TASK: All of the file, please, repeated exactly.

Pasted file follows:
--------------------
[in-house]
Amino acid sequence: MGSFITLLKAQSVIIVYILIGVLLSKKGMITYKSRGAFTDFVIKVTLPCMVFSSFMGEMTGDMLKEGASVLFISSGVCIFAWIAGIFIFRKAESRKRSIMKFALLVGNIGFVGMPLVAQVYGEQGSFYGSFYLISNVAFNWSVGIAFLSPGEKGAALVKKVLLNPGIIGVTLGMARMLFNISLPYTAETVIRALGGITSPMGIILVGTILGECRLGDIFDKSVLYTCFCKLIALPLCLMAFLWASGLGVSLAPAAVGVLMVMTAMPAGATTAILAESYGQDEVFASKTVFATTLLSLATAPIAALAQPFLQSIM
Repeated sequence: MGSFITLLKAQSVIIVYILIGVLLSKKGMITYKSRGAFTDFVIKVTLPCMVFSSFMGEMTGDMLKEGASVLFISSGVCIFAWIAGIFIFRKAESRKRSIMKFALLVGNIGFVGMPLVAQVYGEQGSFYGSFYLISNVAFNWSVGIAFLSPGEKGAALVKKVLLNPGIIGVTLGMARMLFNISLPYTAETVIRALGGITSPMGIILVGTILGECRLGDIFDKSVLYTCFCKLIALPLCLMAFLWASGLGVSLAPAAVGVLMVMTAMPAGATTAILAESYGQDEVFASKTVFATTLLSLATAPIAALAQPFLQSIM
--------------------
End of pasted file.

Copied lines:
[in-house]
Amino acid sequence: MGSFITLLKAQSVIIVYILIGVLLSKKGMITYKSRGAFTDFVIKVTLPCMVFSSFMGEMTGDMLKEGASVLFISSGVCIFAWIAGIFIFRKAESRKRSIMKFALLVGNIGFVGMPLVAQVYGEQGSFYGSFYLISNVAFNWSVGIAFLSPGEKGAALVKKVLLNPGIIGVTLGMARMLFNISLPYTAETVIRALGGITSPMGIILVGTILGECRLGDIFDKSVLYTCFCKLIALPLCLMAFLWASGLGVSLAPAAVGVLMVMTAMPAGATTAILAESYGQDEVFASKTVFATTLLSLATAPIAALAQPFLQSIM
Repeated sequence: MGSFITLLKAQSVIIVYILIGVLLSKKGMITYKSRGAFTDFVIKVTLPCMVFSSFMGEMTGDMLKEGASVLFISSGVCIFAWIAGIFIFRKAESRKRSIMKFALLVGNIGFVGMPLVAQVYGEQGSFYGSFYLISNVAFNWSVGIAFLSPGEKGAALVKKVLLNPGIIGVTLGMARMLFNISLPYTAETVIRALGGITSPMGIILVGTILGECRLGDIFDKSVLYTCFCKLIALPLCLMAFLWASGLGVSLAPAAVGVLMVMTAMPAGATTAILAESYGQDEVFASKTVFATTLLSLATAPIAALAQPFLQSIM